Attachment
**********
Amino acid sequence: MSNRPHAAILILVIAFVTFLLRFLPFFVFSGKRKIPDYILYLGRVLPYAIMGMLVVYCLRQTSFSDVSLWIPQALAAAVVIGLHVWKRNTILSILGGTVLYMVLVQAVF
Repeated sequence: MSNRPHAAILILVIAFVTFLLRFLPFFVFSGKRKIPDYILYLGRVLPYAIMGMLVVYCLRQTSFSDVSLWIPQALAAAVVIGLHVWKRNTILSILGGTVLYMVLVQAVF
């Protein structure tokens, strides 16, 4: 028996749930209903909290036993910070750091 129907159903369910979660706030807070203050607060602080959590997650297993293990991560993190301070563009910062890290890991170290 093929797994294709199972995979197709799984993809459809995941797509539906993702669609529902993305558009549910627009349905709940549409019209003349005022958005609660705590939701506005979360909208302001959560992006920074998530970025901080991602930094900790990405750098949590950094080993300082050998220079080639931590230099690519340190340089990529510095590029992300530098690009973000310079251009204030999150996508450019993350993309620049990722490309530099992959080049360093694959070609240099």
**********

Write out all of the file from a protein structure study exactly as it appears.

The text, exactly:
Amino acid sequence: MSNRPHAAILILVIAFVTFLLRFLPFFVFSGKRKIPDYILYLGRVLPYAIMGMLVVYCLRQTSFSDVSLWIPQALAAAVVIGLHVWKRNTILSILGGTVLYMVLVQAVF
Repeated sequence: MSNRPHAAILILVIAFVTFLLRFLPFFVFSGKRKIPDYILYLGRVLPYAIMGMLVVYCLRQTSFSDVSLWIPQALAAAVVIGLHVWKRNTILSILGGTVLYMVLVQAVF
């Protein structure tokens, strides 16, 4: 028996749930209903909290036993910070750091 129907159903369910979660706030807070203050607060602080959590997650297993293990991560993190301070563009910062890290890991170290 093929797994294709199972995979197709799984993809459809995941797509539906993702669609529902993305558009549910627009349905709940549409019209003349005022958005609660705590939701506005979360909208302001959560992006920074998530970025901080991602930094900790990405750098949590950094080993300082050998220079080639931590230099690519340190340089990529510095590029992300530098690009973000310079251009204030999150996508450019993350993309620049990722490309530099992959080049360093694959070609240099």